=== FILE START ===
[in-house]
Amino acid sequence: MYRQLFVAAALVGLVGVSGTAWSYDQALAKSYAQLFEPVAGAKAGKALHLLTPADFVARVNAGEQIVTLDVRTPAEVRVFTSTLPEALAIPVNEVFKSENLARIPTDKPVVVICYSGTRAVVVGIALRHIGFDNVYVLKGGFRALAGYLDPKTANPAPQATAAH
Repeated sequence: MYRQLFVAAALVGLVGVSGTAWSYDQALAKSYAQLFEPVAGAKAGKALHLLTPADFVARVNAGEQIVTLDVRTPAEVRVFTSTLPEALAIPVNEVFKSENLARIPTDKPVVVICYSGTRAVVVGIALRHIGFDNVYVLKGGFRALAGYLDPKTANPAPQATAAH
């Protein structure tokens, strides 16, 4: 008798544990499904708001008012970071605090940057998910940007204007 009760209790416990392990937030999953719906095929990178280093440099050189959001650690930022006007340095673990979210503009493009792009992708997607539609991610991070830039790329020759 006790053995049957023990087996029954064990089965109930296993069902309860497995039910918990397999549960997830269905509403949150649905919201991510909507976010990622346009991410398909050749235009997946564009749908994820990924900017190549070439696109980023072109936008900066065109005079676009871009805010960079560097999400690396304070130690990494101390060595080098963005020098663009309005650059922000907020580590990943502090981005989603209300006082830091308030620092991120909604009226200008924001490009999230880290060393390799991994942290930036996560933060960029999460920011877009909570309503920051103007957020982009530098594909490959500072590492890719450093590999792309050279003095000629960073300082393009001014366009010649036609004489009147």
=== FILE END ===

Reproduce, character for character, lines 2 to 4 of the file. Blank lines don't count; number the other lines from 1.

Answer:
Amino acid sequence: MYRQLFVAAALVGLVGVSGTAWSYDQALAKSYAQLFEPVAGAKAGKALHLLTPADFVARVNAGEQIVTLDVRTPAEVRVFTSTLPEALAIPVNEVFKSENLARIPTDKPVVVICYSGTRAVVVGIALRHIGFDNVYVLKGGFRALAGYLDPKTANPAPQATAAH
Repeated sequence: MYRQLFVAAALVGLVGVSGTAWSYDQALAKSYAQLFEPVAGAKAGKALHLLTPADFVARVNAGEQIVTLDVRTPAEVRVFTSTLPEALAIPVNEVFKSENLARIPTDKPVVVICYSGTRAVVVGIALRHIGFDNVYVLKGGFRALAGYLDPKTANPAPQATAAH
């Protein structure tokens, strides 16, 4: 008798544990499904708001008012970071605090940057998910940007204007 009760209790416990392990937030999953719906095929990178280093440099050189959001650690930022006007340095673990979210503009493009792009992708997607539609991610991070830039790329020759 006790053995049957023990087996029954064990089965109930296993069902309860497995039910918990397999549960997830269905509403949150649905919201991510909507976010990622346009991410398909050749235009997946564009749908994820990924900017190549070439696109980023072109936008900066065109005079676009871009805010960079560097999400690396304070130690990494101390060595080098963005020098663009309005650059922000907020580590990943502090981005989603209300006082830091308030620092991120909604009226200008924001490009999230880290060393390799991994942290930036996560933060960029999460920011877009909570309503920051103007957020982009530098594909490959500072590492890719450093590999792309050279003095000629960073300082393009001014366009010649036609004489009147």